Some Genetic Disorders are Inherited
There is a lot of discussion in the news about genetics and genetic studies. The ability to map the gene sequence during the Human Genome Project has led to amazing information about various health issues and heredity.
The information that has come to light so far is just the tip of the iceberg as medical researchers continue to explore the complexity of genes and gene mutations.
In the following sections, I will review some basic principles of genes before getting into a discussion of the role they play in disorders such as autism.
Thanks to the developing study of genes, the future holds much promise for those inheriting genetic disorders in terms of diagnosis and treatment. What are still mysteries today are quickly being unraveled and medical issues such as Autism Spectrum Disorders will hopefully become less puzzling as time progresses.
Getting Down to Gene Basics
You hear people using the terms DNA, chromosomes and genes, but if you asked them exactly what these terms mean they would probably have to dig out their high school biology books.
These topics don’t crop up in most everyday conversations, and yet for millions of children and adults with genetic disorders these are the words that get to the very core of their medical problems.
Living organisms are composed of cells and within each cell is DNA. DNA is the acronym for deoxyribonucleic acid. When you look at a picture of DNA what you see looks similar to a ladder that has been twisted several times. The wrapped DNA structures are called chromosomes.
If you think back to those high school biology lessons, you will remember there are 23 pairs of chromosomes in a normal cell. Genes are a segment of DNA and each gene determines a human’s characteristics.
Your genes determine the color of your hair, how tall you grow, your skin color and all your other characteristics that make you the person you are. But as it turns out your genes also play an important role in determining your propensity to put on weight or to develop certain diseases.
Each person has somewhere between 25,000 and 35,000 genes and when any of the them go awry, there are consequences. It is amazing that more people are not born with genetic defects because genes pass from human to human during conception.
The possibility of things going wrong are staggering and yet most people are born without serious medical issues or serious gene abnormalities.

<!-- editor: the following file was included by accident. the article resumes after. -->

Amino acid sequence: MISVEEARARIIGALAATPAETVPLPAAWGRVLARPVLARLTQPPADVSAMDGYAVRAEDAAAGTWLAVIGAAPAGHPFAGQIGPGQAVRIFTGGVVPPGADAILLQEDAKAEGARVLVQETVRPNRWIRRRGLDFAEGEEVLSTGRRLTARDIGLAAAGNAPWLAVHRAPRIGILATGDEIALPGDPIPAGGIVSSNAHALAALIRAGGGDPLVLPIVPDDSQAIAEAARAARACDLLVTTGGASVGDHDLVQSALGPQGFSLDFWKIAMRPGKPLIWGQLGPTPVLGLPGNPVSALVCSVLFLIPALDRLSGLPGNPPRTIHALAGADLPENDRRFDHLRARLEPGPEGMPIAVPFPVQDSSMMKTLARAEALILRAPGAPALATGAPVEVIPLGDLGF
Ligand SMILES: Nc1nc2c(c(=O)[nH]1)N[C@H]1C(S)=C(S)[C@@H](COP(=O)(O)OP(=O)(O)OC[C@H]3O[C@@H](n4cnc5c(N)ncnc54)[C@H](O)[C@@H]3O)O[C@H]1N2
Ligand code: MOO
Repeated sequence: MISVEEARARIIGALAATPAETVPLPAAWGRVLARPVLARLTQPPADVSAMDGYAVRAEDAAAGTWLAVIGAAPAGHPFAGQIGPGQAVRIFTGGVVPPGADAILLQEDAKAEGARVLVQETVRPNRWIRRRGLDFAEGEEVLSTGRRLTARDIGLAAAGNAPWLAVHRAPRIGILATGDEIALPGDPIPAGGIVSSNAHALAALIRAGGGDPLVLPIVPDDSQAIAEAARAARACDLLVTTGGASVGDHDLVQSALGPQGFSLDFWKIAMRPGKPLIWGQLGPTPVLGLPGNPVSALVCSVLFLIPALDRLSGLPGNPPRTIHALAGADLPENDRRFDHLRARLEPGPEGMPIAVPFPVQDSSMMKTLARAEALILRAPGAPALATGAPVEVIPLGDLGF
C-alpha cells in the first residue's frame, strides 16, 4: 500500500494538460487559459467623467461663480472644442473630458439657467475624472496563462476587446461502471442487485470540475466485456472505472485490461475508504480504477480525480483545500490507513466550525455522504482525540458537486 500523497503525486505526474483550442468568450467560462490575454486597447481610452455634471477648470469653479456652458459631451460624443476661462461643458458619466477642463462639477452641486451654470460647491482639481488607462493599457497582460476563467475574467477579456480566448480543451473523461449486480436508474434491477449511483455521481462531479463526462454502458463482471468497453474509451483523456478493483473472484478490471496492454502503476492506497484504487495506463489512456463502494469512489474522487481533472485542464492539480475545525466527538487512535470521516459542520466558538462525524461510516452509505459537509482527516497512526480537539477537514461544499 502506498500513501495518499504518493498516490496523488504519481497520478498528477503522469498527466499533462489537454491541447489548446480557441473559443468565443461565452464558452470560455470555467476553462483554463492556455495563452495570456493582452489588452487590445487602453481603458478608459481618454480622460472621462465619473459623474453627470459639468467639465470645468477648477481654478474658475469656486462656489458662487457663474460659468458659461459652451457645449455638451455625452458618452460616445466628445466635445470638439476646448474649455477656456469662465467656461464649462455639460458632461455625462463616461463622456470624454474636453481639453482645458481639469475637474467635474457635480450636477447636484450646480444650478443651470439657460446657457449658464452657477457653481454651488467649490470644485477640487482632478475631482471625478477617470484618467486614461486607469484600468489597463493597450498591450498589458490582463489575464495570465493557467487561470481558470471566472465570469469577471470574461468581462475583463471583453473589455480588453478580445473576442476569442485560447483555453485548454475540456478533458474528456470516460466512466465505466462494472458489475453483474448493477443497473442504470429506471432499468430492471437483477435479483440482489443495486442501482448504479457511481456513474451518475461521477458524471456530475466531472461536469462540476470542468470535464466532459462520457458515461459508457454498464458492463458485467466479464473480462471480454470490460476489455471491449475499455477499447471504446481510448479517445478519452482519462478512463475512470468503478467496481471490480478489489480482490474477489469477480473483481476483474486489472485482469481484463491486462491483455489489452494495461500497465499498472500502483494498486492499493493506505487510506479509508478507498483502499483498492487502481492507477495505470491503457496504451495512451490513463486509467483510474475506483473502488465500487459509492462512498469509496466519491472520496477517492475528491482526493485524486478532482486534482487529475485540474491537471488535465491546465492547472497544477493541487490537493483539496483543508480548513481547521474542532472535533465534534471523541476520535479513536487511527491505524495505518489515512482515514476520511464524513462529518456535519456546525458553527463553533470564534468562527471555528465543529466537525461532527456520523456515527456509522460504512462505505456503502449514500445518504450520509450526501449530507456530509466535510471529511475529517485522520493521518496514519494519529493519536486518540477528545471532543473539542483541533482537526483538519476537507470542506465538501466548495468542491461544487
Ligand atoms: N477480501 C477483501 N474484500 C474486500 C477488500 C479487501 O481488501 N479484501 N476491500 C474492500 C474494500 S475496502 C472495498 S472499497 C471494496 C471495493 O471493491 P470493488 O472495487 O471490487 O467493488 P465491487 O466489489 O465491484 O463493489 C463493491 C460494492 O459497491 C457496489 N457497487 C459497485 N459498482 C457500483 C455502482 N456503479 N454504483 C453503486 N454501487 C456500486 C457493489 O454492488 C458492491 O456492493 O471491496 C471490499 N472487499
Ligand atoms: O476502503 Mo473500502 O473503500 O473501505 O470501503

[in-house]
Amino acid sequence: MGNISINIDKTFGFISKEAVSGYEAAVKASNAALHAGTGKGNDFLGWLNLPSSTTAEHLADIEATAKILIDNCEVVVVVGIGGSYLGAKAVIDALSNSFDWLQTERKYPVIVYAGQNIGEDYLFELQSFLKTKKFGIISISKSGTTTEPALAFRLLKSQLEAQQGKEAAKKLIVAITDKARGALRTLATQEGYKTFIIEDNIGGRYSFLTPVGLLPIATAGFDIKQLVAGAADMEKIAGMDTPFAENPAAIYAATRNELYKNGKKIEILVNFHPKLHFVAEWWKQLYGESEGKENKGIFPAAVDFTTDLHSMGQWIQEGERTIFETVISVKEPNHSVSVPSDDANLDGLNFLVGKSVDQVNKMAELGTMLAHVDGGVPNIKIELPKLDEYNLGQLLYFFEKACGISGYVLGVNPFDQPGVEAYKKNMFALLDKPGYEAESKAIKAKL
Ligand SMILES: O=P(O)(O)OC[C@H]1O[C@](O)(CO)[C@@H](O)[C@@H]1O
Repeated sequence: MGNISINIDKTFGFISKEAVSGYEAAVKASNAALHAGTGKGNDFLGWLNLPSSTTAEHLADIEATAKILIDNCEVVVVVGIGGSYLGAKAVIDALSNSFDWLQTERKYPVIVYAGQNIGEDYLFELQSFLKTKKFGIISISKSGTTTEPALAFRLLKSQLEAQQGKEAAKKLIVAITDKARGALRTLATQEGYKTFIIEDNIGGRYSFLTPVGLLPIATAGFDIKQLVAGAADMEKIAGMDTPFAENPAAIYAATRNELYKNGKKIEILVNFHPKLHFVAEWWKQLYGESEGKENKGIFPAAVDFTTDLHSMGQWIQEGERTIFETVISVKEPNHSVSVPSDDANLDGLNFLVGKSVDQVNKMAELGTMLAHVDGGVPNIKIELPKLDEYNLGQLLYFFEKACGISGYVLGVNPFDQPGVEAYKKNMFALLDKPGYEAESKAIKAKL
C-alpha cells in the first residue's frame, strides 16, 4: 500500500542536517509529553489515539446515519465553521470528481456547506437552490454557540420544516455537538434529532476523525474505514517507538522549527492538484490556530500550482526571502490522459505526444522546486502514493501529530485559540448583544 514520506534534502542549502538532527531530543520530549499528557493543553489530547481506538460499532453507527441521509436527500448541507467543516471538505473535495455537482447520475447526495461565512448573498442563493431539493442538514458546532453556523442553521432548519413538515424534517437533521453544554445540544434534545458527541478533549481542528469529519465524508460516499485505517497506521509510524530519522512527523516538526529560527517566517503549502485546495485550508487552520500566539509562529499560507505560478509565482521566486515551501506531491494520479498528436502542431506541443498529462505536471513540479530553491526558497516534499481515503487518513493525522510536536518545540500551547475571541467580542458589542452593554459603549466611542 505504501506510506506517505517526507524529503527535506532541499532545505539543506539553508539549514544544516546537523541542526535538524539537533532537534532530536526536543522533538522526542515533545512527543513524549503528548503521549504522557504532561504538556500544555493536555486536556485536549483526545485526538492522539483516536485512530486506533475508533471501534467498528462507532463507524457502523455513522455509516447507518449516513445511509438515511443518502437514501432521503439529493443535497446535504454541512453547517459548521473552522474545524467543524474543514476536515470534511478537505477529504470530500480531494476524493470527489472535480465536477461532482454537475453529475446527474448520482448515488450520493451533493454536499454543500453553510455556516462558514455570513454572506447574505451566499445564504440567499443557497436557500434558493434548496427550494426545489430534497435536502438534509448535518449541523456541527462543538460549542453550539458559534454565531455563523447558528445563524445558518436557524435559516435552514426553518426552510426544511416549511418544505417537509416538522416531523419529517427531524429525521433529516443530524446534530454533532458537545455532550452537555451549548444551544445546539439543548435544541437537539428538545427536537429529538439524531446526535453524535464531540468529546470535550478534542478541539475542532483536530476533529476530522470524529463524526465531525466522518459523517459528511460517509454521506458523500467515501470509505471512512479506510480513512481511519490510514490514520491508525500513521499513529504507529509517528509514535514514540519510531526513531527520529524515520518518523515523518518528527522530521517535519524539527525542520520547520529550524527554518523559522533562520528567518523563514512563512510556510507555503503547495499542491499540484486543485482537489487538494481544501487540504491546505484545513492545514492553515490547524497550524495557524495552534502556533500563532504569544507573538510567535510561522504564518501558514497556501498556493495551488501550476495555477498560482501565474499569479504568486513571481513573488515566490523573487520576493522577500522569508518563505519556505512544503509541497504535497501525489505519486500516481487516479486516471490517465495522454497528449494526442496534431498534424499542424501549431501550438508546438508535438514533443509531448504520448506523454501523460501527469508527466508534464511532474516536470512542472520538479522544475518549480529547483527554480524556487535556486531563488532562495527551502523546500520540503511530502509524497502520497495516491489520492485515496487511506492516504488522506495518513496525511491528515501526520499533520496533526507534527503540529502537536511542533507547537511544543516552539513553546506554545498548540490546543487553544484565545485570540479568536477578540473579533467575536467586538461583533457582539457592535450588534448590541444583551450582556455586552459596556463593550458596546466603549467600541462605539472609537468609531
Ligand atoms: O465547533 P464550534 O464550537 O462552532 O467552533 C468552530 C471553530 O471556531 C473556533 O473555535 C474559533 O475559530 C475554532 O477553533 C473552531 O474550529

Genes are like blueprints that get amended when the chromosomes from the sperm and egg unite at the moment of conception and a new structure or blueprint is created. This new structure determines the appearance and health of the human being formed.
Children With Autism
The prevalence of children with autism continues to climb. Teaching children with autism symptoms remains a major challenge for many schools. A recent report by the CDC (Center for Disease Control) reviewed information from 14 states and found that approximately 1 in – 150 children, 8 years of age have Autism Spectrum Disorder.
There is no national or Military registry so true prevalence is unknown but it is more common than childhood cancer, juvenile diabetes and pediatric AIDS combined. Although autism has not been proven to be a Genetic Disorder, potential genetic causes of autism studies continue.
What is a Genetic Disorder?
Sometimes genes variants exist in the sperm or egg cells and the new structure that is created contains the variant. In addition, aging and exposure to various chemicals and pollutants can cause cells to reproduce with gene mutations. In effect, that is a very simplified description of cancer – reproducing gene mutations.
It should be pointed out that carrying a gene mutation does not mean you are assured of developing a particular disease. There are many factors that come into play including gene dominance, environmental exposures and even diet. Scientists believe that most humans carry up to 20 disease genes and you could develop one, twenty or none of the diseases in your genetic coding.